Saturday, December 18, 2010

ECG Interpretation Review - #4 (QT Interval, List #3, Causes of Long QT, Tachycardia, Torsades)

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QUESTION: Interpret the 12-lead ECG below.
  • What is the rhythm?
  • What is the most remarkable finding on this tracing?
  • Clinically - What else may be going on?
Figure 1 (ECG reproduced from ECG PB book - pg 29A)
- Note - Enlarge by clicking on Figures -




         








INTERPRETATION:  The rhythm is rapid and regular.  It appears that the R-R interval is ~2 large boxes, so that the rate is ~150/minute.  The QRS complex is narrow, and upright P waves are present in lead II with a fixed PR interval.  The rhythm is therefore sinus tachycardia.
  • We fully acknowledge that it is not easy to be certain of the rhythm from inspection of lead II alone (the small upright deflection preceding QRS complexes in lead II could be a P wave, T wave, or both). Lead V1 is often the next best lead to look at when assessing a patient's rhythm - and one clearly sees a P wave with negative deflection and consistent PR interval preceding the QRS in lead V1 (thus confirming the rhythm as sinus).
Regarding Intervals:  - Both the PR and QRS intervals are normal.  The QT interval is difficult to measure because of the rapid rate. Typically - the QT interval is not more than half the R-R interval (but this relationship is less reliable with tachycardia).  That said - in at least several leads (such as leads V3,V4,V5) - it looks like the QT is clearly much more than half the R-R interval.  Thus despite the very rapid rate, we strongly suspect QT prolongation.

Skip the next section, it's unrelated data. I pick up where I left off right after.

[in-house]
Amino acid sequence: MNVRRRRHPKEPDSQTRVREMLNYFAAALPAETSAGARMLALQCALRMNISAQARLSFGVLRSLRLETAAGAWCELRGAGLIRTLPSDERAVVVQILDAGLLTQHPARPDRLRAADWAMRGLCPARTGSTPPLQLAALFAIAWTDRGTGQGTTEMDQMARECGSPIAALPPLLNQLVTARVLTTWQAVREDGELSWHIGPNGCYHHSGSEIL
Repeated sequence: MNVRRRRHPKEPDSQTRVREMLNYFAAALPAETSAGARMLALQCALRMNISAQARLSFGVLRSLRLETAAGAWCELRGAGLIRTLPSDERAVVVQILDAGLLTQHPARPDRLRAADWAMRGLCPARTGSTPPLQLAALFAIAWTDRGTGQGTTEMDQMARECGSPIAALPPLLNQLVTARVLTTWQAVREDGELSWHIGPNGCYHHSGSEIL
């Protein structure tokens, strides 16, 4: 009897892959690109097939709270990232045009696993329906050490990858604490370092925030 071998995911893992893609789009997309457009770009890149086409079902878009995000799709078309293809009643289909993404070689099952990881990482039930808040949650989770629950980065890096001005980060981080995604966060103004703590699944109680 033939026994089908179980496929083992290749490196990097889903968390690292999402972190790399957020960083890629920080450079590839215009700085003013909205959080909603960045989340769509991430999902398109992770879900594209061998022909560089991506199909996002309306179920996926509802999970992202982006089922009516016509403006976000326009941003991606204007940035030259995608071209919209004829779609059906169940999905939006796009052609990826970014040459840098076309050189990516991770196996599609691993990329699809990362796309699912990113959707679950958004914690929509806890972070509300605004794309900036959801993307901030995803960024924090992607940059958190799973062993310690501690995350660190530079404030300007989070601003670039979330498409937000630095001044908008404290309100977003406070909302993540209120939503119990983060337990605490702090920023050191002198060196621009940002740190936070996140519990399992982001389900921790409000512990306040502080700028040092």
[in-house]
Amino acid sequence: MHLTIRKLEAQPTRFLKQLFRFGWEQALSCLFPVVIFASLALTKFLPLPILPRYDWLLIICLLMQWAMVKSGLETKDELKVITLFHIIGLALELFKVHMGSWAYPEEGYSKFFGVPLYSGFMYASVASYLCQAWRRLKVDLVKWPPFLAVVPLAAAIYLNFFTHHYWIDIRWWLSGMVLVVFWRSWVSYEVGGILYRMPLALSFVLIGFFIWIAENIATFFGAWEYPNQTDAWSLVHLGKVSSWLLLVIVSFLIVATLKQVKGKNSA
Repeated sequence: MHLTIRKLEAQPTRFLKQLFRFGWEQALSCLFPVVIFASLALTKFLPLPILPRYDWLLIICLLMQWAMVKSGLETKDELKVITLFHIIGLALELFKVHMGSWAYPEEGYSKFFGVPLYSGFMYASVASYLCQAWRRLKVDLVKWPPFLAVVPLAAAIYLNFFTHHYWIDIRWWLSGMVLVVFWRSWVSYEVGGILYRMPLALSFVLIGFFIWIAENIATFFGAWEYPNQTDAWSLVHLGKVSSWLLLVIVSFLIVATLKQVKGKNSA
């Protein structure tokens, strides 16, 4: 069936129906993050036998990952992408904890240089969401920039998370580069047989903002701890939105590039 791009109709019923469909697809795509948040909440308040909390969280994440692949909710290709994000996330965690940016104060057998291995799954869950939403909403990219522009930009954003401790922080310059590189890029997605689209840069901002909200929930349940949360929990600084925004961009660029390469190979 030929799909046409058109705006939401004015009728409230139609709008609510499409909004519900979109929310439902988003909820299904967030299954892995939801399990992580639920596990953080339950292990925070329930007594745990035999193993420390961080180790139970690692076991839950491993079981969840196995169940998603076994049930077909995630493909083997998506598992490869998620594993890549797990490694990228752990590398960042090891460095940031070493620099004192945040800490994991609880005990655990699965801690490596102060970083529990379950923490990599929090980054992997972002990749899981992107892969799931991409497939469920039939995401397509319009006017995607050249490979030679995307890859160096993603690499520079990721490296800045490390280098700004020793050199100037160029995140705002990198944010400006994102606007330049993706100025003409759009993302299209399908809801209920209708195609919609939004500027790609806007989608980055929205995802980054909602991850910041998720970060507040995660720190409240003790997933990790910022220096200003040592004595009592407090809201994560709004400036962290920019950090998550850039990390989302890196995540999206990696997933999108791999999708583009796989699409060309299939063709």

•  List #3 (Figure 2helps us recall the likely reasons for QT Prolongation (= "Drugs - Lytes - CNS" ).  Clinical correlation is needed to determine which of these may be relevant for the patient in question.
Figure 2Common Causes of QT Prolongation.
(This is List #3 of our 6 "Essential Lists" - reproduced from ECG PB book - pg 29;
Click HERE for more on Long QT and Torsades - reproduced from our ECG Web Brain)
Returning to Our Systematic Approach: The axis in Figure 1 is normal (+15 degrees). There is no chamber enlargement. ST-T wave changes are dominated by the prolonged QT interval.
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CLINICAL IMPRESSION:  We interpret this ECG as showing sinus tachycardia at ~150/minute.    There are diffuse non-specific ST-T wave abnormalities - and a markedly prolonged QT interval.  Clinically - QT prolongation in the absence of infarction, ischemia or a conduction defect should make one think, "Drugs - Lytes - CNS" (the causes in List #3).
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NOTE - Click HERE for more information on Long QT and Torsades de Pointes in our FREE Demo sample of Chapter 7 from our ECG Web Brain.
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